The rabbis themselves noted this, and in midrash posited that far from contradicting one another, the first statement speaks to an ideal, a world not yet in existence in which everyone acts ethically. In such a society it would be inconceivable for poverty to exist; the second reference, however, focuses on the reality of the here and now, a world in which there are stark contrasts between the haves and the have-nots.
The parallel to prejudice in American society is clear. Rooting out segregation legally hasn’t changed the fact that any resident of Jacksonville knows the predominant color of particular neighborhoods. You will not see too many African American families living in Ortega or on Mandarin Road along the St. Johns River; by the same token, you will not see very many white residents in New Town. The absence of legal barriers does not mean that the legacy of hundreds of years of discrimination has magically disappeared.
Indeed, the very homogeneity of our neighborhoods ensures that the people we most see, and the kids on the block our children play with will reinforce stereotypes and perceptions about the folks we don’t see except in passing. Yes, we have taken huge strides and must acknowledge the progress we have made, but for whites walking on the street at night in a white neighborhood, were they to turn around and see someone walking behind them — the manner of that person’s dress, that person’s gender, and the color of his or her skin would instantly translate into either a sense of relief or heightened anxiety. As for the police, they do not live in some parallel universe, they are part of the same society in which we live. Why would we expect a white policeman to be more impervious to stereotypes and fears than any other white individual? That there are often higher crime rates in minority neighborhoods certainly won’t mitigate racial profiling at a subconscious level, even when not a matter of official police department policy.
I was raised to believe the policeman was my friend, but then again I grew up in an overwhelmingly white and relatively affluent suburb. In African-American neighborhoods, children grow up with a visceral distrust of the police. For a very long time, sheriffs and police departments were an integral aspect of institutionalized racism. And given communities like Ferguson, where the majority of the population is black and the police force overwhelmingly white, are we really shocked to witness the degree of mistrust between the residents and they who “protect and serve”? Though I never asked them, it would not surprise me that Dalbert, Akwasi and Glenn might have had a very different perspective on the police officers who stopped them simply because the latter found the presence of black men in a white neighborhood at night inherently suspicious.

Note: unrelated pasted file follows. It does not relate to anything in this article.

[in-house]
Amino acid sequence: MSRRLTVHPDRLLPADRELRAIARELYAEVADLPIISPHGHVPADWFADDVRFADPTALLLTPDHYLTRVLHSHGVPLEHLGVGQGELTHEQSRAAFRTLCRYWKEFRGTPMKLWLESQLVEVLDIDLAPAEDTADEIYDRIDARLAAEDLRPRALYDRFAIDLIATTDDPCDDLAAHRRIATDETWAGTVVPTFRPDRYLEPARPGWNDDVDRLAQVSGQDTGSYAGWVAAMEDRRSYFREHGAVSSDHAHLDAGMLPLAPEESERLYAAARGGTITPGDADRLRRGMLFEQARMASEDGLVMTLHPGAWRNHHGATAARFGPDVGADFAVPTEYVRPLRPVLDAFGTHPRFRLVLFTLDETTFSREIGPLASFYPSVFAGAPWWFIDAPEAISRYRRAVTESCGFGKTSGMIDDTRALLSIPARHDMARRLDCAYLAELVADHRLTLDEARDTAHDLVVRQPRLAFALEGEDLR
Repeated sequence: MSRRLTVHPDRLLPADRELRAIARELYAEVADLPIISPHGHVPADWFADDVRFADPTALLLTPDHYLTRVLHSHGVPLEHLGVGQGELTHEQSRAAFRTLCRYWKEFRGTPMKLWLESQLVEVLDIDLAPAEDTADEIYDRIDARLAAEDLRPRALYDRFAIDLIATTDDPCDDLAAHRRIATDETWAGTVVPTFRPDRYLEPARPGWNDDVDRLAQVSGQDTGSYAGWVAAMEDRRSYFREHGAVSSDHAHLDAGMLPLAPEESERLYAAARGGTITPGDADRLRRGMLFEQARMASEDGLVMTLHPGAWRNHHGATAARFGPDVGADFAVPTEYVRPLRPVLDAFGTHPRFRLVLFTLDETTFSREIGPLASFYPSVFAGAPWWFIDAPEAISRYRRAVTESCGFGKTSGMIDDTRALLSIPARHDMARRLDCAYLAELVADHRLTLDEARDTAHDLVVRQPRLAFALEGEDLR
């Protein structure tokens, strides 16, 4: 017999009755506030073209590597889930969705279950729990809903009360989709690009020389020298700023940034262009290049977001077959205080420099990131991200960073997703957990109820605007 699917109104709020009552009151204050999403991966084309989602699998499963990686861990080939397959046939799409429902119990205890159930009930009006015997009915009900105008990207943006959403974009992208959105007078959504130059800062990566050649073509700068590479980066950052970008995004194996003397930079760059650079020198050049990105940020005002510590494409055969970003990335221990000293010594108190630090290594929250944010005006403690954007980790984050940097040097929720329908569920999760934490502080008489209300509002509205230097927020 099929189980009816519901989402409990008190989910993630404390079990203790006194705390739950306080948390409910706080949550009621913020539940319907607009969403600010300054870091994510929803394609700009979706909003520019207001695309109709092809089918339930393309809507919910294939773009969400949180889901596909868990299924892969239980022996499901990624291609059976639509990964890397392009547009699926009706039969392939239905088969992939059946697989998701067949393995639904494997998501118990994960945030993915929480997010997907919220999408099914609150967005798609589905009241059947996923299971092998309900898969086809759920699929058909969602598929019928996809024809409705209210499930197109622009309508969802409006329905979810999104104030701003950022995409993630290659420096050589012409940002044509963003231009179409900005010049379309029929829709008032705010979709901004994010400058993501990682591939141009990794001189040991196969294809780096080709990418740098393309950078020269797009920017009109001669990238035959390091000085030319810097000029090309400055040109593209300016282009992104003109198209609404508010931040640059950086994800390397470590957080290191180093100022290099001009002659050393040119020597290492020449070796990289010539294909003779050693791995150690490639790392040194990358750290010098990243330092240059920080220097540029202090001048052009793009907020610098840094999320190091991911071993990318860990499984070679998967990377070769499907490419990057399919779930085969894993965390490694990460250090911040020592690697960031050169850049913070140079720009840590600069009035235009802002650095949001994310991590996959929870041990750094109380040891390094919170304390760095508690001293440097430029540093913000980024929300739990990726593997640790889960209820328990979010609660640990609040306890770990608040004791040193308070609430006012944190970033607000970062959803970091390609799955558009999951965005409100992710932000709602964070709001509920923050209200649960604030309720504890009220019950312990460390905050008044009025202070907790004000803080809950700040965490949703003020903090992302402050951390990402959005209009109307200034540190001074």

Birmingham, Alabama police attack civil rights demonstrators, May 1963
Many years ago I visited the concentration camp at Dachau, located in a suburb of Munich, Germany. During that trip I attended a synagogue service and noted the jackbooted, uniformed police officer who stood guarding the buildng from terrorist attack. Unsmiling, he held a sub-machine gun at the ready. I knew intellectually that he was born long after the end of World War II, and that he stood at his post to protect a Jewish institution from harm. Yet even as I was cognizant of these facts, it was a creepy and eerie experience. If you can understand why I felt as I did, why is it so difficult to fathom the discomfort the African American community has with white police?
In confronting the challenge of poverty, Parshat Re’eh ask us to do two separate things: לֹ֧א תְאַמֵּ֣ץ אֶת־לְבָֽבְךָ֗ וְלֹ֤א תִקְפֹּץ֙ אֶת־יָ֣דְךָ֔ מֵֽאָחִ֖יךָ הָֽאֶבְיֽוֹן — “You shall not harden your heart or close your hand to your needy brother” (Deuteronomy 15:7). It is not accidental that the Torah speaks of the heart before the hand. We can legislate fairness, we can reshape the external contours of our world with our hands. But a transformation of the heart cannot be achieved by any legislation. It will not happen with the stroke of a president’s pen or a plethora of commissions or boards of inquiry. Only the heart can change the heart, only the individual can look deep into his or her soul and shine the sometimes remorseless light of truth on his or her inner fears, predispositions, and the visceral reactions we have to the human being from the proverbial other side of the tracks.
The musician, Gil Scott-Heron, once sang, “The revolution will not be televised.” Ultimately, Michael Brown’s death and the protests of Ferguson shown in HD aren’t the revolution; they are only the symptoms of here and now. The real revolution, the revolution of the heart cannot and will not be televised. It will live in the conversations we have with our children, in the diversity of the people we go out of our way to know better, in the jokes we refuse to laugh it, and in the efforts we make to understand that “the other” is only a reflection of the Divine Image in which you and I are created. Michael Brown may or may not have threatened Officer Wilson; Darren Wilson’s actions may or may not have been racially motivated. One thing for sure; a reflection of God’s image was left dead on a Missouri street.
No, the revolution won’t be televised. But God will still be watching.